• et every 5 min. If sustained over the lifetime of β Pic, ~50MEarth of icy bodies will have been removed. Continual replenishment of CO may explain another puzzle. In the absence of a braking mechanism many of the atomic species such as Na found around β Pic should be blown out from the central star under the force of radiation pressure (21–23). Carbon is overabundant relative to other metals, by factors of 18 to 400 (21, 22), and has been proposed as the mechanism that allows the ionized gas to remain bound to the star. C+ couples to other ions through Coulomb forces; and since it feels weak radiation pressure from the central star, it tends to brake all the gas. The origin of the unusual carbon overabundance may be explained if CO is being rapidly released in the clump, then dissociated and ionized before being spread throughout the disk. In steady state, the relative C+/CO abundance implies that C+ is being removed on a timescale of 3 103104 yrs; since this is several orbital timescales at 85 AU, the braking gas can be spread throughout the disk. If the gas is on circular Keplerian orbits, each point in the PV diagram corresponds to one of two points in the disk. Figure 3 shows possible deprojections of the data to form the face-on gas distribution (8). A compact clump of CO is found at 85 AU radius which contains ~30% of the flux, along with an extended “tail” of emission. The radial distribution of the mm dust can also be derived (8, 12), and shows excess around this radius in the southwest (Fig. 3C). The mm dust shows an abrupt drop in density around 130 AU radius, coincident with a change in slope in the radial distribution of scattered light. This was interpreted as a transition from a dust-producing planetesimal belt to a region dominated by submicron-sized grains blown out by radiation pressure (9, 24). What is the origin of the CO clumps and corresponding mid-infrared and continuum features? There are two possible interpretations, both requiring planet-mass objects in the outer disk, but with different predictions for the deprojected gas distribution. In the first (Fig. 3A), outward migration of a planet traps planetesimals into both the 2:1 and 3:2 mean motion resonances, resulting in a distribution with two clumps of asymmetric brightness on opposite sides of the star that orbit with the planet (25). Planetesimal collisions would occur most frequently in the clumps which would then be the most vigorous production sites of both CO and the short-lived micron-sized grains seen in mid-infrared images (12). The morphology of the clumps constrains the planet’s mass and migration parameters (25). Notably the planet must be >10MEarth to have captured material into its 2:1 resonance, and it would currently be close to the inner edge of the gas/dust belt, ~90 degrees in front of the SW clump. The CO clump’s “tail” would point in the opposite direction to the rotation, and its’ length given by the ratio of CO photodissociation lifetime to the synodic period. The alternative interpretation (Fig. 3B) is that the CO and micronsized dust originate in a single recent collision (12, 26). Since the clump also contributes ~10% of the flux in our sub-mm continuum image, the parent body must have ~Mars mass, as giant impacts typically release ~10% of the progenitor's mass as debris (27). While collisional debris persists in a clump for ~100 yr after such an event, it is more likely that the collision occurred ~0.5 Myr ago, with the asymmetry arising because the orbits of all collisional debris pass through the collision point, a region which would retain a high density and collision rate (26). Such a clump would be stationary, and the CO “tail” would lie in the rotation direction, with a length given by the ratio of photodissociation time to sidereal period (Fig. 3B). Tentative evidence has been published for the clump’s motion (28), which if confirmed would favor the resonance interpretation. Either way these observations provide a valuable opportunity to ascertain the prevalence of planet-sized objects at large orbital distances in this disk. The CO gas detected in β Pic is unusual among debris disks. So far, two others have been detected in CO [49 Cet and HD21997 (16)] and one in OI [HD172555 (29)]. Most debris disks are presumed to contain icy grains, so we would expect all such systems to host CO and its photodissociation products. The high collision rates found in clumps may substantially enhance the gas abundance. If CO is formed in collisions, its brightness will scale as the collision rate, which is proportional to vr nd2, where vr is the collision velocity and nd is the number of dust grains. Both nd and vr are enhanced in clumps due to resonances and giant impacts, increasing collision rates by factors of up to 10-100 (7, 26). The presence of these clumps can increase the overall collision rate and CO flux from a disk by an order of magnitude. The CO and compact clump in the β Pic disk indicates a period of intense activity, driven by planets or planet collisions. References and Notes 1. F. van Leeuwen, Validation of the new Hipparcos reduction. Astron. Astrophys. 474, 653–664 (2007). doi:10.1051/0004-6361:20078357 2. A. S. Binks, R. D. 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Visser, E. F. van Dishoeck, J. H. Black, The photodissociation and chemistry of CO isotopologues: Applications to interstellar clouds and circumstellar disks. Astron. Astrophys. 503, 323–343 (2009). doi:10.1051/0004-6361/200912129 16. B. Zuckerman, I. Song, A 40 Myr old gaseous circumstellar disk at 49 Ceti: Massive CO-rich comet clouds at young A-type stars. Astrophys. J. 758, 77 (2012). doi:10.1088/0004-637X/758/2/77 17. K. I. Oberg, A. C. A. Boogert, K. M. Pontoppidan, S. van den Broek, E. F. / http://www.sciencemag.org/content/early/recent / 6 March 2014 / Page 2 / 10.1126/science.1248726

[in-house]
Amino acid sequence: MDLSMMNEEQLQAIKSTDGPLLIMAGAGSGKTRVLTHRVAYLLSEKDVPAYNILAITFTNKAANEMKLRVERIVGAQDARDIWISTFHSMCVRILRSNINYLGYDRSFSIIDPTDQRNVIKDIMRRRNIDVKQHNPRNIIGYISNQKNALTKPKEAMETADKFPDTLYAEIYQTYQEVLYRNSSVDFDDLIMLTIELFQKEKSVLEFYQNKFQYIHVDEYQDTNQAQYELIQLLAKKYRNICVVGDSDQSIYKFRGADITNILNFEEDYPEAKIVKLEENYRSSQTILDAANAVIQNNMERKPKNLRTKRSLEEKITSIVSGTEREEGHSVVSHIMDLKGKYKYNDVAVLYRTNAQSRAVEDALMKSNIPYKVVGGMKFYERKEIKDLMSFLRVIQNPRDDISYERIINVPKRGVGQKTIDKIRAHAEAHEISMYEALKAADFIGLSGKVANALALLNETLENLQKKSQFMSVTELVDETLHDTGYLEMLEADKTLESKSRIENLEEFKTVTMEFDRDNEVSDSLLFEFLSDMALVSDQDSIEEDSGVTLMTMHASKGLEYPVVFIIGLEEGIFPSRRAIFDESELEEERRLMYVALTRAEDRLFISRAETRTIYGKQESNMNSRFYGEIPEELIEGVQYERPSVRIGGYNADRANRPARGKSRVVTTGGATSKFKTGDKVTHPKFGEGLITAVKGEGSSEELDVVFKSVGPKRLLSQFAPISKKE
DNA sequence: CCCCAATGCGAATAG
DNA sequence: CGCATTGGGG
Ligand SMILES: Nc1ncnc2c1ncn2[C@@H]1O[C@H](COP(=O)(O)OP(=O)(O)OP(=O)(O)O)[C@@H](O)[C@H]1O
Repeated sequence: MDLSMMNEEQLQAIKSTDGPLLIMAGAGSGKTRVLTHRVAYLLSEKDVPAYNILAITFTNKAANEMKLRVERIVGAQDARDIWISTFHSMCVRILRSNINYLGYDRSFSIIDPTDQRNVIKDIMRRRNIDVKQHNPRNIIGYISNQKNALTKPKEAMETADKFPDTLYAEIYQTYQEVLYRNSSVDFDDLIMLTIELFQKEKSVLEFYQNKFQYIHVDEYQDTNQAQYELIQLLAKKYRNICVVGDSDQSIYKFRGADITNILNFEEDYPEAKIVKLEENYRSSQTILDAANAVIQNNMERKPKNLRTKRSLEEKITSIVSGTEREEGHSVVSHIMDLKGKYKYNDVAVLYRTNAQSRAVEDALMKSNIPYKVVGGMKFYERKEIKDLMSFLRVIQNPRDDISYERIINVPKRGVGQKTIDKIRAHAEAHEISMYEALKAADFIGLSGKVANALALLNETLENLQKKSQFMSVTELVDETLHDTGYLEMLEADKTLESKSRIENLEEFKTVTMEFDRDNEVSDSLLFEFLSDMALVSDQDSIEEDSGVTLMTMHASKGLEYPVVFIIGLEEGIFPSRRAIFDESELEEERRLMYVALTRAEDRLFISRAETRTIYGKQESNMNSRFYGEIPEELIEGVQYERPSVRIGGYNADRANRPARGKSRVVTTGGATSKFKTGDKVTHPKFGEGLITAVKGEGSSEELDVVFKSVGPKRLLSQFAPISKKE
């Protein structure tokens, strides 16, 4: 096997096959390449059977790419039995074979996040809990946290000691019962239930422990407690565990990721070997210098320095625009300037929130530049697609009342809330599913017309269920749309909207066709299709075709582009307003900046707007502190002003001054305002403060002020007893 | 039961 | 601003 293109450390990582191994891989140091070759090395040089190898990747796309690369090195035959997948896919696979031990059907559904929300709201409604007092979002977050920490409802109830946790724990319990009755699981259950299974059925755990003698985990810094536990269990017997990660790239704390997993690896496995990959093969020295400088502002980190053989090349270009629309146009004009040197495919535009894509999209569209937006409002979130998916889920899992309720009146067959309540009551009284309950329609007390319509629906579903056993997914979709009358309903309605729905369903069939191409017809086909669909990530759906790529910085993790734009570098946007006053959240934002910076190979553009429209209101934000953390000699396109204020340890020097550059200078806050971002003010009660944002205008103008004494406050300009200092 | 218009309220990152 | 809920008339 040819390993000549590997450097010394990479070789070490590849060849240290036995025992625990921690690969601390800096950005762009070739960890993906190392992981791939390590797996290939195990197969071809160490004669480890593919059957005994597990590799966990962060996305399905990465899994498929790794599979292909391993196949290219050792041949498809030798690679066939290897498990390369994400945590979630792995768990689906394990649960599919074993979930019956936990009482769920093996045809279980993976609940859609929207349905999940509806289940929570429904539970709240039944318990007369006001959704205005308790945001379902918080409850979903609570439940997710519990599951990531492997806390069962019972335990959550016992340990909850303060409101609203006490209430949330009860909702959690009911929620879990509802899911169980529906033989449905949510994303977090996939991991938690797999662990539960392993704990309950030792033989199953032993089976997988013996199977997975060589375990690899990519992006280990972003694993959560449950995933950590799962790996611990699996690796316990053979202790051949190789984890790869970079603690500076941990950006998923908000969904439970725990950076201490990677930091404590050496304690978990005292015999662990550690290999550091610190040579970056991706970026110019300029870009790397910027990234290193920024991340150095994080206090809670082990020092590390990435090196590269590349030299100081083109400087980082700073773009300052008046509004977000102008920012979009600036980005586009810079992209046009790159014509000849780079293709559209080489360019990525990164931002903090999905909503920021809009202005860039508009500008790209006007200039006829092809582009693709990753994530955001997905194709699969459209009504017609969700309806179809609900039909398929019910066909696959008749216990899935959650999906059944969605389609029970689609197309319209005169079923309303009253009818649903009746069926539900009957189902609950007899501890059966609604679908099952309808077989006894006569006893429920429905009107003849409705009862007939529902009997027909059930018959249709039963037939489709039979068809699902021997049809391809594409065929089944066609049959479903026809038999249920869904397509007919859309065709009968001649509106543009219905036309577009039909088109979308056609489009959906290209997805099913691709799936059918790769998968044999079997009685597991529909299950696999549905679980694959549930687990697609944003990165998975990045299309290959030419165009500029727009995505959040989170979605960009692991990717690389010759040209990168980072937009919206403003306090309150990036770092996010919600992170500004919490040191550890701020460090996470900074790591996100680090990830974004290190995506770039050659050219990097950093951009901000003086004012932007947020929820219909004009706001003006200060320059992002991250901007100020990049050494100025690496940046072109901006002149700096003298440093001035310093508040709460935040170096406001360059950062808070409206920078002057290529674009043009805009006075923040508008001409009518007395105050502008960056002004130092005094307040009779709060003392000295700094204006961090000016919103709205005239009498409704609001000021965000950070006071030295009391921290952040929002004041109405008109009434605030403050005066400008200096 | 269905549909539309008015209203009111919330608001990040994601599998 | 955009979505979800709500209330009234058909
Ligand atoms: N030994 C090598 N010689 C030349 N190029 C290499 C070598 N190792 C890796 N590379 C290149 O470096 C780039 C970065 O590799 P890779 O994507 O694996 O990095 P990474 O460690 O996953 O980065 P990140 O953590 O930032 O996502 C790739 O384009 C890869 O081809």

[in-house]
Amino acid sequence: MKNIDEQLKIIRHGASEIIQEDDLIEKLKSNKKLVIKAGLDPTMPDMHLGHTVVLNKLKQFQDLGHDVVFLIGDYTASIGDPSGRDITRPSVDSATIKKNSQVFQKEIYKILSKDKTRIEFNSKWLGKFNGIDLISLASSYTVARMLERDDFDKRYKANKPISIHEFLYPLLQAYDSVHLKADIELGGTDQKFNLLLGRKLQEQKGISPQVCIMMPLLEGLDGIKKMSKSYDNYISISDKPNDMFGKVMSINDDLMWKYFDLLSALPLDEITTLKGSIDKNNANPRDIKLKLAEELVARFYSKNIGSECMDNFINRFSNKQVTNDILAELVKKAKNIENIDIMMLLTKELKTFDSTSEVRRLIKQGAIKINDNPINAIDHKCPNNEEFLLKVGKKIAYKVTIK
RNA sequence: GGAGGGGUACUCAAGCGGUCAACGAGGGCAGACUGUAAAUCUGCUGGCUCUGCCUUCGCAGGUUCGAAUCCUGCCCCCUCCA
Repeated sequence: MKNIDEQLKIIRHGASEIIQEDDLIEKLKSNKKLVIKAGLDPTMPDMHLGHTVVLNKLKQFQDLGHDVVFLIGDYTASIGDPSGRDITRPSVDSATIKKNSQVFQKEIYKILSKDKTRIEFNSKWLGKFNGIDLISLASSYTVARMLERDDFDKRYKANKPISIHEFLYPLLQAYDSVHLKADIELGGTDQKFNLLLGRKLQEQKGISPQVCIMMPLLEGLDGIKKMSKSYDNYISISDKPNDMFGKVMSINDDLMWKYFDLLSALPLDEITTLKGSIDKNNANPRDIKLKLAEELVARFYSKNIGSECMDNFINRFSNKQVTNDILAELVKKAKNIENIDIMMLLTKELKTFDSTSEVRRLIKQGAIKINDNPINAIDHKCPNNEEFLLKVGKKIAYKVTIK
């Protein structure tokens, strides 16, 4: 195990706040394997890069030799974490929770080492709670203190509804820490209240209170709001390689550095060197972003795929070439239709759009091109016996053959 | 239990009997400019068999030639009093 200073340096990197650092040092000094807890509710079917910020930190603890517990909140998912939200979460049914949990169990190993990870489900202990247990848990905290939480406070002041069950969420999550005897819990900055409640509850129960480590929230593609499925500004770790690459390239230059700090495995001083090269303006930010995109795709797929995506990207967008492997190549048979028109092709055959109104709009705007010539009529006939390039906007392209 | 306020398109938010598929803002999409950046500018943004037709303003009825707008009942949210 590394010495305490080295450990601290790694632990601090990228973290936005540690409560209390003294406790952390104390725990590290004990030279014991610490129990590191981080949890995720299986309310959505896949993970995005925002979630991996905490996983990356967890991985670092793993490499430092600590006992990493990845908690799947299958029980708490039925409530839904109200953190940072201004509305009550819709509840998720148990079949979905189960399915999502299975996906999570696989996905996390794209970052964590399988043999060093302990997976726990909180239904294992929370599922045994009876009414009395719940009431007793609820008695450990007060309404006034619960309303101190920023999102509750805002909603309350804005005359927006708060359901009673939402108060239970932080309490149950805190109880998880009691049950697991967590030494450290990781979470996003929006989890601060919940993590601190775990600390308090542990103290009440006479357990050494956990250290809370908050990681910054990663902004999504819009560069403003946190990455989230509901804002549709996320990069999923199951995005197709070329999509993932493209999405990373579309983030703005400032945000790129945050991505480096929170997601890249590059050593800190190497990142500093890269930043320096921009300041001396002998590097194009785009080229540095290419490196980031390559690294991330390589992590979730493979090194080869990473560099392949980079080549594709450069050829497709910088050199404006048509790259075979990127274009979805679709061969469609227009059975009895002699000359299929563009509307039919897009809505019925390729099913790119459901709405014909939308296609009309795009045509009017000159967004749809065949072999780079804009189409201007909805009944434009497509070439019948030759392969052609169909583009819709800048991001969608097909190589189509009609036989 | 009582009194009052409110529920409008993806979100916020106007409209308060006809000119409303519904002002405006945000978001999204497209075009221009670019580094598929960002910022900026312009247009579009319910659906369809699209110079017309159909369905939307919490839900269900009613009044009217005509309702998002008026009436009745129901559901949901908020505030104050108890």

• van Dishoeck, S. Bottinelli, G. A. Blake, N. J. Evans, The Spitzer ice legacy: Ice evolution from cores to protostars. Astrophys. J. 740, 109 (2011). doi:10.1088/0004-637X/740/2/109 18. M. P. Collings, J. W. Dever, H. J. Fraser, M. R. S. McCoustra, D. A. Williams, Carbon monoxide entrapment in interstellar ice analogs. Astrophys. J. 583, 1058–1062 (2003). doi:10.1086/345389 19. A. Grigorieva, Ph. Thebault, P. Artymowicz, A. Brandeker, Survival of icy grains in debris discs. Astron. Astrophys. 475, 755–764 (2007). doi:10.1051/0004-6361:20077686 20. A. G. G. M. Tielens, C. F. McKee, C. G. Seab, D. J. Hollenbach, The physics of grain-grain collisions and gas-grain sputtering in interstellar shocks. Astrophys. J. 431, 321 (1994). doi:10.1086/174488 21. A. Roberge, P. D. Feldman, A. J. Weinberger, M. Deleuil, J.-C. Bouret, Stabilization of the disk around β Pictoris by extremely carbon-rich gas. Nature 441, 724 (2006). doi:10.1038/nature04832 22. J.-W. Xie, A. Brandeker, Y. Wu, On the unusual gas composition in the β Pictoris debris disk. Astrophys. J. 762, 114 (2013). doi:10.1088/0004637X/762/2/114 23. R. Fernandez, A. Brandeker, Y. Wu, Braking the gas in the β Pictoris disk. Astrophys. J. 643, 509–522 (2006). doi:10.1086/500788 24. J. C. Augereau, R. P. Nelson, A. M. Lagrange, J. C. B. Papaloizou, D. Mouillet, Dynamical modeling of large scale asymmetries in the β Pictoris dust disk. Astron. Astrophys. 370, 447–455 (2001). doi:10.1051/00046361:20010199 25. M. C. Wyatt, Resonant trapping of planetesimals by planet migration: Debris disk clumps and Vega’s similarity to the solar system. Astrophys. J. 598, 1321–1340 (2003). doi:10.1086/379064 26. A. P. Jackson, M. C. Wyatt, Debris from terrestrial planet formation: The Moon-forming collision. Mon. Not. R. Astron. Soc. 425, 657–679 (2012). doi:10.1111/j.1365-2966.2012.21546.x 27. S. T. Stewart, Z. M. Leinhardt, Collisions between gravity-dominated bodies. II. The diversity of impact outcomes during the end stage of planet formation. Astrophys. J. 751, 32 (2012). doi:10.1088/0004-637X/751/1/32 28. D. Li, C. M. Telesco, C. M. Wright, The mineralogy and structure of the inner debris disk of β Pictoris. Astrophys. J. 759, L81 (2012). doi:10.1088/0004637X/759/2/81 29. P. Riviere-Marichalar, D. Barrado, J.-C. Augereau, W. F. Thi, A. Roberge, C. Eiroa, B. Montesinos, G. Meeus, C. Howard, G. Sandell, G. Duchêne, W. R. F. Dent, J. Lebreton, I. Mendigutía, N. Huélamo, F. Ménard, C. Pinte, HD 172555: Detection of 63 μm [OI] emission in a debris disc. Astron. Astrophys. 546, L8 (2012). doi:10.1051/0004-6361/201219745 Acknowledgments: This paper makes use of the following ALMA data: ADS/JAO.ALMA#2011.0.00087.S. ALMA is a partnership of ESO (representing its member states), NSF (USA) and NINS (Japan), together with NRC (Canada) and NSC and ASIAA (Taiwan), in cooperation with the Republic of Chile. The Joint ALMA Observatory is operated by ESO, AUI/NRAO and NAOJ. Partial financial support for SC, MCW and AH was provided by Millenium Nucleus P10-022-F (Chilean Ministry of Economy). AR acknowledges support by the Goddard Center for Astrobiology, part of the NASA Astrobiology Institute. MCW was supported by the European Union through ERC grant number 279973, IdG acknowledges support from MICINN (Spain) AYA2011-30228-C03 grant (including FEDER funds), APJ was supported by an STFC postgraduate studentship, and JCA acknowledges the French National Research Agency (ANR) for support through contract ANR-2010 BLAN-0505-01 (EXOZODI). Supplementary Materials www.sciencemag.org/cgi/content/full/science.1248726/DC1 Materials and Methods References 19 November 2013; accepted 20 February 2014 Published online 6 March 2014 10.1126/science.1248726 / http://www.sciencemag.org/content/early/recent / 6 March 2014 / Page 3 / 10.1126/science.1248726